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GW24-e3065 Risk Factors for Recurrence of Cardiovascular Events Following Acute Coronary Syndrome: Longitudinal Analysis from 2006 to 2011
  1. S Reddy Vanessa1,
  2. Rakesh Luthra2,
  3. Yaping Xu1,
  4. Maxine Fisher2,
  5. Thomas Power3,
  6. Ken Wilhelm1,
  7. Mark Cziraky2
  1. 1Genentech Inc., South San Francisco, California, USA
  2. 2HealthCore Inc., Wilmington, Delaware, USA
  3. 3AIM Specialty Health, Deerfield, Illinois, USA

Abstract

Objectives Cardiovascular (CV) disease is the leading cause of mortality in the US and worldwide; thus, it is important to understand the disease sequelae and prognostic predictors to help improve patient outcomes and reduce healthcare costs.

Methods Hospitalised patients with an ICD-9 code consistent with the diagnosis of acute coronary syndrome (ACS) were identified from the HealthCore Integrated Research Database (HIRDSM) between January 2006 and September 2011. A multivariable Cox proportional hazards model was used to evaluate the effect of risk factors on time to first subsequent CV event (defined as stroke, myocardial infarction or coronary heart disease-related mortality), adjusting for baseline demographic characteristics, comorbidities, treatment utilisation and index ACS characteristics.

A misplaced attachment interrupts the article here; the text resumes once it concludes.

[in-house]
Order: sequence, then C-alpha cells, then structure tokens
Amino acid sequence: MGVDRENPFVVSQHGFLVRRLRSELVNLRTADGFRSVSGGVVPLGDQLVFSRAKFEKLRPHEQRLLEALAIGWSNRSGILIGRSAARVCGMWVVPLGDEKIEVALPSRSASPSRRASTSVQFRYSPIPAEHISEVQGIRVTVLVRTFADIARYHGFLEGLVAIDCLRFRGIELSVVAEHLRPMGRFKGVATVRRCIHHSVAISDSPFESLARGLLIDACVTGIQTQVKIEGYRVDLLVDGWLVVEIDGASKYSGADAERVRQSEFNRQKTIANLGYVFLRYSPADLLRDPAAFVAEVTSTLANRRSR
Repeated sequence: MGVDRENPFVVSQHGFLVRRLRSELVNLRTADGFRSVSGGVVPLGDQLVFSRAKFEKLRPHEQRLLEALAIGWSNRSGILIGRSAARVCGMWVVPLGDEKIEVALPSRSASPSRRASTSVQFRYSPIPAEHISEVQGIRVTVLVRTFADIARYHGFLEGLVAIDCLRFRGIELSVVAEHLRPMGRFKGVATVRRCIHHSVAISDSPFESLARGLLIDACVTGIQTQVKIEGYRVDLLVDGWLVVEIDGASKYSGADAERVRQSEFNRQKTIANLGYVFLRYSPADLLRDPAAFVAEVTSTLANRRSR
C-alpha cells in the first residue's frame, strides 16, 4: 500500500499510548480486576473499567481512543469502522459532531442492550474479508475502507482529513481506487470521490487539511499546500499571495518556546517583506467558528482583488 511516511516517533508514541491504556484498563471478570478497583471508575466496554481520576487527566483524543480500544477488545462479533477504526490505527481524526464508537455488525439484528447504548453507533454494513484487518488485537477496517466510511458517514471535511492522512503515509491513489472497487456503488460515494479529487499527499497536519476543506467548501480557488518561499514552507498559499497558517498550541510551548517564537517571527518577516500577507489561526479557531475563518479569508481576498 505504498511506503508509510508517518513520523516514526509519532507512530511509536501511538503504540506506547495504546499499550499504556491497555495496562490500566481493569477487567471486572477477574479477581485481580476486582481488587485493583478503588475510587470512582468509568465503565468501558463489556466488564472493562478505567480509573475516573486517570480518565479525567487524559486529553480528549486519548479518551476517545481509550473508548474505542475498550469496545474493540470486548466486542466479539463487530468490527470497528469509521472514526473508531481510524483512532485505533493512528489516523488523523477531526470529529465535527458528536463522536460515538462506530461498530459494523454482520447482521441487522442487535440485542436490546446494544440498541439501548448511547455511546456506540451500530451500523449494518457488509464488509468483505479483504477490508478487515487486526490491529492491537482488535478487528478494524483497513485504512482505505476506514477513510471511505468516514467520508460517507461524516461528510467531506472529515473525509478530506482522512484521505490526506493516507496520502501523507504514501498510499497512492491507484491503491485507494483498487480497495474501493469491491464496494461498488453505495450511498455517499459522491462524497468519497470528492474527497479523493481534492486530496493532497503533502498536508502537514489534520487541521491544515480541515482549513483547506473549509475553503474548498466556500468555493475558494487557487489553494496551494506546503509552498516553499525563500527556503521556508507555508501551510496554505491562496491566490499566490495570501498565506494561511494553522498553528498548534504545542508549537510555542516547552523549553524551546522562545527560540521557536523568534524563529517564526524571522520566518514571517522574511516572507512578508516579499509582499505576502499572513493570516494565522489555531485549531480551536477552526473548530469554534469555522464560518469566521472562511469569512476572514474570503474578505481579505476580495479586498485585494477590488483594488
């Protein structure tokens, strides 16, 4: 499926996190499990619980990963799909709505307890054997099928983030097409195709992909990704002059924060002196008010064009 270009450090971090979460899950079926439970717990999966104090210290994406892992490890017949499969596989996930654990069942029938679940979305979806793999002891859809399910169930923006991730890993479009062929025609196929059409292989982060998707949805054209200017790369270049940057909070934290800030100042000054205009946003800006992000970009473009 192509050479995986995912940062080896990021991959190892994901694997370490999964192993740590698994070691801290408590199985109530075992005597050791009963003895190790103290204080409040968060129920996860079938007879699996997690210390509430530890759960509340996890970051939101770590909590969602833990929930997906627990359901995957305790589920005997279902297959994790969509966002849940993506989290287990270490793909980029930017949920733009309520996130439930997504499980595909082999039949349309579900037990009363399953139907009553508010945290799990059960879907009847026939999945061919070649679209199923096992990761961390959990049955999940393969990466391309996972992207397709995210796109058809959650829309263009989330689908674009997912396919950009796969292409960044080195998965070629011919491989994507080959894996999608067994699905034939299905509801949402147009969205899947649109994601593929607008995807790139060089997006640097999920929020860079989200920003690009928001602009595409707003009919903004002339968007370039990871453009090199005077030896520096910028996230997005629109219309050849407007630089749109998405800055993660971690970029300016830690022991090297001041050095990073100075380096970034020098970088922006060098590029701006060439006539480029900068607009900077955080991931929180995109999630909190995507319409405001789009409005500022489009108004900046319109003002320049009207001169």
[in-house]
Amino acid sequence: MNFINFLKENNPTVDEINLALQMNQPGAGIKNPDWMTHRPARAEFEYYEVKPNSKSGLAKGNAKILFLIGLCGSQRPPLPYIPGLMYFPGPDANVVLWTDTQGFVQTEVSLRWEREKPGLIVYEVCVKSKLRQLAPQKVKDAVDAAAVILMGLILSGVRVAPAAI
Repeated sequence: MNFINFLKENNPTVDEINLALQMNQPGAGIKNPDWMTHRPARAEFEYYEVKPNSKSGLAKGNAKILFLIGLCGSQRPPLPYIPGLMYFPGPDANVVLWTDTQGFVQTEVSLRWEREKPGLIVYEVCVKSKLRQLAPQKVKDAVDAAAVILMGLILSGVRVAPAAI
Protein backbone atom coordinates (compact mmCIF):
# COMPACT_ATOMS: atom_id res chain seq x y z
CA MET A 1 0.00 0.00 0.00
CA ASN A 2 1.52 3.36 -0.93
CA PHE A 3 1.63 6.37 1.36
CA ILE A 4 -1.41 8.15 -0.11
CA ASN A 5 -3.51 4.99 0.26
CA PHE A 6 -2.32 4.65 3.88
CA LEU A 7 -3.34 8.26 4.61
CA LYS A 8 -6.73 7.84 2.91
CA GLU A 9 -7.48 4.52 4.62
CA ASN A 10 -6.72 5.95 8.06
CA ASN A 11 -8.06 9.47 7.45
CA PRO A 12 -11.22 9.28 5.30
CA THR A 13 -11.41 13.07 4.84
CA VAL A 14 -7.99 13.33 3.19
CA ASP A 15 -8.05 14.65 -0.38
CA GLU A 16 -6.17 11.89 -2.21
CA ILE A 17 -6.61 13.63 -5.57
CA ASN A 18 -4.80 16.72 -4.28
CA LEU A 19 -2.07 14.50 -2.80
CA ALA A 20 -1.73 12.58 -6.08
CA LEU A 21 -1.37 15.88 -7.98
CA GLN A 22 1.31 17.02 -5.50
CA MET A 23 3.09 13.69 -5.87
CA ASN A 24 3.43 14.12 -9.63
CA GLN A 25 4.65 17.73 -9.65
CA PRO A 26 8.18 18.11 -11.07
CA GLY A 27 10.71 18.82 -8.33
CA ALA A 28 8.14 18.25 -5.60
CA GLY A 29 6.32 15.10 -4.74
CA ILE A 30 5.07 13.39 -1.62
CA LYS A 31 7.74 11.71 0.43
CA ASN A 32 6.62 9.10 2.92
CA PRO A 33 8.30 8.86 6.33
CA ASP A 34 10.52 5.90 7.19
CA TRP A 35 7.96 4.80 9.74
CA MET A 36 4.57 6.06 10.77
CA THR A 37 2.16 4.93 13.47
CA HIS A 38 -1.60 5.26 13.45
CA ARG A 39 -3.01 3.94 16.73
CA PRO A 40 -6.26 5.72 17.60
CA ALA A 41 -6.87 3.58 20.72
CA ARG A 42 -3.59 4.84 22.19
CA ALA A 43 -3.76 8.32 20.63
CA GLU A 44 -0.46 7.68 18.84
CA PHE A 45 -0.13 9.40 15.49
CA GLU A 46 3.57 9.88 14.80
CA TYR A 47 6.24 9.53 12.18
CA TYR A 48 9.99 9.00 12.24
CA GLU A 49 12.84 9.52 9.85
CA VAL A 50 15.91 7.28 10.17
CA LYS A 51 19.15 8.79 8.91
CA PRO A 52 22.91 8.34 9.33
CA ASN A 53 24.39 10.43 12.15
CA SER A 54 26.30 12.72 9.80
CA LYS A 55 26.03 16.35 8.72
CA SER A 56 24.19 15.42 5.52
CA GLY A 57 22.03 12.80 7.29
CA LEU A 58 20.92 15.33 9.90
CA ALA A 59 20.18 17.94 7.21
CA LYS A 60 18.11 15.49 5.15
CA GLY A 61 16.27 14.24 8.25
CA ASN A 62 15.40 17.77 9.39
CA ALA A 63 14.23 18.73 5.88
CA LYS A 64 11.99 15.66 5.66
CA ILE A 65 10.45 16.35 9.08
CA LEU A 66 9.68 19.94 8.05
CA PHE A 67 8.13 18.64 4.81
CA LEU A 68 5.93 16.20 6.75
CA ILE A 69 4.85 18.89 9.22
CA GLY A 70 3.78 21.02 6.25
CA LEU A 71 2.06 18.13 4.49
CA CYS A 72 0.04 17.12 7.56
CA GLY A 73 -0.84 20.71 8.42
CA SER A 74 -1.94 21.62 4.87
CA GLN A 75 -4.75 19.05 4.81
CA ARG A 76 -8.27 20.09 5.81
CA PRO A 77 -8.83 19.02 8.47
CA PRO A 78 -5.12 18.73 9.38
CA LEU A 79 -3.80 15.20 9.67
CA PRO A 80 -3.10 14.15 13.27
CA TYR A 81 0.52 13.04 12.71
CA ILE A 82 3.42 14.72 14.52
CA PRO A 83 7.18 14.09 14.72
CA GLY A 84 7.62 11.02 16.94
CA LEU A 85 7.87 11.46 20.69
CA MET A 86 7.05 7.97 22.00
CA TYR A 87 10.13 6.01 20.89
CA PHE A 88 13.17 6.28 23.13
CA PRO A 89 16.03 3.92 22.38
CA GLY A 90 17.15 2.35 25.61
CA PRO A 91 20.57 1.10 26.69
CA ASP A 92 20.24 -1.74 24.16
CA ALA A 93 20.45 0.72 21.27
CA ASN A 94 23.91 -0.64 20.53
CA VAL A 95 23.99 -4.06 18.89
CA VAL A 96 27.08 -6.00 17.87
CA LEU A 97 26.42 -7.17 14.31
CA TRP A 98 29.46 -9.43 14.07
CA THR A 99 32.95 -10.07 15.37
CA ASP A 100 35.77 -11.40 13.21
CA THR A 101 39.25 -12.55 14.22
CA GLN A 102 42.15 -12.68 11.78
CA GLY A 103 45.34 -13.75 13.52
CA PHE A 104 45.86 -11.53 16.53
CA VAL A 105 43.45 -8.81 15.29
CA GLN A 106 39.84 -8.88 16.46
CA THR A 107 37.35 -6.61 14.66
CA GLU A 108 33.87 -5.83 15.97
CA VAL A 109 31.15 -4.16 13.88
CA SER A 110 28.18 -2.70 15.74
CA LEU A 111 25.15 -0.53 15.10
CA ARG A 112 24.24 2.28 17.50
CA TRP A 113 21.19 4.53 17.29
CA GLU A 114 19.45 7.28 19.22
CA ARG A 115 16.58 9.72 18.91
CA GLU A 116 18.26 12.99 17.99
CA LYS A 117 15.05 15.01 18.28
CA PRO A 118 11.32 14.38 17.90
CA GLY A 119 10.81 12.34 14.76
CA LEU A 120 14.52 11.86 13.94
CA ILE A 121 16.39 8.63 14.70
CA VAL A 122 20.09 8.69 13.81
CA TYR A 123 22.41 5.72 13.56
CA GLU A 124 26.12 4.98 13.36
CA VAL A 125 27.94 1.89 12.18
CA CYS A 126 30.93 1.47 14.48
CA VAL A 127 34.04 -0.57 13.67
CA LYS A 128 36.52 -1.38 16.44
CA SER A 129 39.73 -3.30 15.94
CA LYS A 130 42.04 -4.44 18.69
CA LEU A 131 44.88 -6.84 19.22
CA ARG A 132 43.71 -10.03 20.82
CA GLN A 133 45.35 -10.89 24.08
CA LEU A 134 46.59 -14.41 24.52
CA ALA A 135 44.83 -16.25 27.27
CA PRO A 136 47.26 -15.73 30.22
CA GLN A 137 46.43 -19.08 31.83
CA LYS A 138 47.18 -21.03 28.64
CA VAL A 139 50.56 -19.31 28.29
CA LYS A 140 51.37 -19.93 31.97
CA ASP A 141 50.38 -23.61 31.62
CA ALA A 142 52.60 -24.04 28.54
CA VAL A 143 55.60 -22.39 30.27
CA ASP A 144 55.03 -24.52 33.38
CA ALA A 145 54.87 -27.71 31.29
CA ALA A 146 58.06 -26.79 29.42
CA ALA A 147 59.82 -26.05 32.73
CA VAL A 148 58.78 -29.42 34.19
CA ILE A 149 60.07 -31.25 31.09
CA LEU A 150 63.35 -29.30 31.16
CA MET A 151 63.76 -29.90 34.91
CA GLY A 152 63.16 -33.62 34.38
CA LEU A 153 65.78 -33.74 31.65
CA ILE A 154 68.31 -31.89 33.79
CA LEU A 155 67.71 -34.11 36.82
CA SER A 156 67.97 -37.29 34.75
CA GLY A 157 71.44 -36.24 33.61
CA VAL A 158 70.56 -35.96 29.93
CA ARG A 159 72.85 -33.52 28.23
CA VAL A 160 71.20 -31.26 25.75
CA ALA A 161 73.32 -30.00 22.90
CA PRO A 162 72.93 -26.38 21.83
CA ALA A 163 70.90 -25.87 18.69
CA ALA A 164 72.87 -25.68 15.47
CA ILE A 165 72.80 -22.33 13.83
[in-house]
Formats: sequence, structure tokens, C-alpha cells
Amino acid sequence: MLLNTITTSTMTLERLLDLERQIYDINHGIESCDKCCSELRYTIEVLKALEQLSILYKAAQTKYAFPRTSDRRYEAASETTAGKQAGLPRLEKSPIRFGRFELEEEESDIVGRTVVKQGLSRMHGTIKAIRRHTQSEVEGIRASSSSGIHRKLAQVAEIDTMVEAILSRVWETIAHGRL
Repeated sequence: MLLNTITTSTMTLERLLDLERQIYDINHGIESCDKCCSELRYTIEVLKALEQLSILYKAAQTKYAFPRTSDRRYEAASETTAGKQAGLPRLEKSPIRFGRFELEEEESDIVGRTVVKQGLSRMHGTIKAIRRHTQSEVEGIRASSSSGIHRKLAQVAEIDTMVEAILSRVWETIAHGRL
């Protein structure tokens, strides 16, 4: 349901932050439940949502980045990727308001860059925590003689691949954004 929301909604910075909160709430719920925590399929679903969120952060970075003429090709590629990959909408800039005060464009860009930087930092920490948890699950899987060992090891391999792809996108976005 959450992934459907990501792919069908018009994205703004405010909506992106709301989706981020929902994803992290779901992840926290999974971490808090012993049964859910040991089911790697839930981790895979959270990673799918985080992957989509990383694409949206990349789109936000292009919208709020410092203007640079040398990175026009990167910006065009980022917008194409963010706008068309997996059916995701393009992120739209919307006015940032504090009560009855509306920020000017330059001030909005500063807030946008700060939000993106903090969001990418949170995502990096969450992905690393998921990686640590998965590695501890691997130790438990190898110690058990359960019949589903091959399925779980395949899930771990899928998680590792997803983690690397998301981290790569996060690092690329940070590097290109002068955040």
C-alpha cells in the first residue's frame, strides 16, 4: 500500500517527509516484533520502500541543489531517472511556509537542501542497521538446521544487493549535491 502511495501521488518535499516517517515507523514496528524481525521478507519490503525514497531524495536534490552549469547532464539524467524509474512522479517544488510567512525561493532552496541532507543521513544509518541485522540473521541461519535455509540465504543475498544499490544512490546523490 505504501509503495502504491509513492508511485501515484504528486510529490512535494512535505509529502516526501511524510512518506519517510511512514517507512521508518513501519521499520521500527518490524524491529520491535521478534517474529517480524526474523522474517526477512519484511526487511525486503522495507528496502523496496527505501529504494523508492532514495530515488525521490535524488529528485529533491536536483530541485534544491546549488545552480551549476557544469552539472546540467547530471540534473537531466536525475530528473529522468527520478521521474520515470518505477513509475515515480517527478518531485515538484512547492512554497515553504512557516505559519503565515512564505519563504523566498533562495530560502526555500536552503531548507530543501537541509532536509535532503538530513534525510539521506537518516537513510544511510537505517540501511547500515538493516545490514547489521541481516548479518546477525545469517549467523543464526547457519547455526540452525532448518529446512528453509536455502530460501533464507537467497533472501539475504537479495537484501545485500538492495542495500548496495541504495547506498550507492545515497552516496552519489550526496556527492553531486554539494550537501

Results Of 140,903 ACS patients identified, mean age was 66.8 years, 58.6% were male, and mean follow-up was 1.9 years. Baseline comorbidities include 41.9% with type 1 or 2 diabetes mellitus (DM), 60.4% hypertension (HTN), 10.7% renal dysfunction and 3.3% prior CABG/PCI. During the index ACS hospitalisation, 42.7% had unstable angina, 40.3% CABG and/or PCI and 3.6% of patients died. A total of 22.0% of patients had a recurrent CV event following index ACS, with an increased adjusted hazard of a recurrent event if the patient was older (hazard ratio [HR] = 1.48 in > 65 versus < 65 years), had a history of heart failure (HR = 1.41), renal dysfunction (HR = 1.36), HTN (HR = 1.14) or DM (HR = 1.10), all P < 0.001. Additionally, patients had a decreased adjusted hazard of a recurrent CV event with pre-admission single or fixed-dose combination statin use (HR = 0.96 and 0.87, respectively) or a CABG prior to admission (HR = 0.89), all P < 0.001.

Conclusions Following an ACS event, patients with pre-admission statin use or a prior CABG had decreased risk, while older patients or those with baseline comorbidities had increased risk of an adverse CV event occurring sooner. Ultimately, identifying high-risk ACS subgroups may facilitate tailored and more aggressive treatment to improve outcomes.

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